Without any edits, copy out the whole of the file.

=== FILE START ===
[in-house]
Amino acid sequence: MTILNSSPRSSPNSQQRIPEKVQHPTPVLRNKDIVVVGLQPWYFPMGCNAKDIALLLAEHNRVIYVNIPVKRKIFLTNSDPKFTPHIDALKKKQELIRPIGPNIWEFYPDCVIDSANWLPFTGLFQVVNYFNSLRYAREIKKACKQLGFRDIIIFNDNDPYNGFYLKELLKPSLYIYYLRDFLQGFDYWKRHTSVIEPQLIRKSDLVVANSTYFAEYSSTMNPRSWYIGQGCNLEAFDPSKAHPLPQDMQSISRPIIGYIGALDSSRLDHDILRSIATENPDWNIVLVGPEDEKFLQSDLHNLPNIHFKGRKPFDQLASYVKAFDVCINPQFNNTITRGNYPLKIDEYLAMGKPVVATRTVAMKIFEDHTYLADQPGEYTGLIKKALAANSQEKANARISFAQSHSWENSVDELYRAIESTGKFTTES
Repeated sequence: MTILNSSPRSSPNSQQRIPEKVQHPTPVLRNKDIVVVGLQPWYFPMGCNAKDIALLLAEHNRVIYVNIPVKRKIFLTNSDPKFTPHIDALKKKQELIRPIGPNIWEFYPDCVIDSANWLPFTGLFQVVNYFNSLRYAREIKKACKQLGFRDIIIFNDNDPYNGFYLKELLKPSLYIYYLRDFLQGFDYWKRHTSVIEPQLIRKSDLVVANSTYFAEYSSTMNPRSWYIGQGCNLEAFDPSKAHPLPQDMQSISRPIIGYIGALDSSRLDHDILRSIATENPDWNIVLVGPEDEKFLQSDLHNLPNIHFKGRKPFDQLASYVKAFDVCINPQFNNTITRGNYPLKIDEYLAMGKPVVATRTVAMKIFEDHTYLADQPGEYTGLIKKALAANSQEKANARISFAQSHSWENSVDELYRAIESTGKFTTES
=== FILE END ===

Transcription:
[in-house]
Amino acid sequence: MTILNSSPRSSPNSQQRIPEKVQHPTPVLRNKDIVVVGLQPWYFPMGCNAKDIALLLAEHNRVIYVNIPVKRKIFLTNSDPKFTPHIDALKKKQELIRPIGPNIWEFYPDCVIDSANWLPFTGLFQVVNYFNSLRYAREIKKACKQLGFRDIIIFNDNDPYNGFYLKELLKPSLYIYYLRDFLQGFDYWKRHTSVIEPQLIRKSDLVVANSTYFAEYSSTMNPRSWYIGQGCNLEAFDPSKAHPLPQDMQSISRPIIGYIGALDSSRLDHDILRSIATENPDWNIVLVGPEDEKFLQSDLHNLPNIHFKGRKPFDQLASYVKAFDVCINPQFNNTITRGNYPLKIDEYLAMGKPVVATRTVAMKIFEDHTYLADQPGEYTGLIKKALAANSQEKANARISFAQSHSWENSVDELYRAIESTGKFTTES
Repeated sequence: MTILNSSPRSSPNSQQRIPEKVQHPTPVLRNKDIVVVGLQPWYFPMGCNAKDIALLLAEHNRVIYVNIPVKRKIFLTNSDPKFTPHIDALKKKQELIRPIGPNIWEFYPDCVIDSANWLPFTGLFQVVNYFNSLRYAREIKKACKQLGFRDIIIFNDNDPYNGFYLKELLKPSLYIYYLRDFLQGFDYWKRHTSVIEPQLIRKSDLVVANSTYFAEYSSTMNPRSWYIGQGCNLEAFDPSKAHPLPQDMQSISRPIIGYIGALDSSRLDHDILRSIATENPDWNIVLVGPEDEKFLQSDLHNLPNIHFKGRKPFDQLASYVKAFDVCINPQFNNTITRGNYPLKIDEYLAMGKPVVATRTVAMKIFEDHTYLADQPGEYTGLIKKALAANSQEKANARISFAQSHSWENSVDELYRAIESTGKFTTES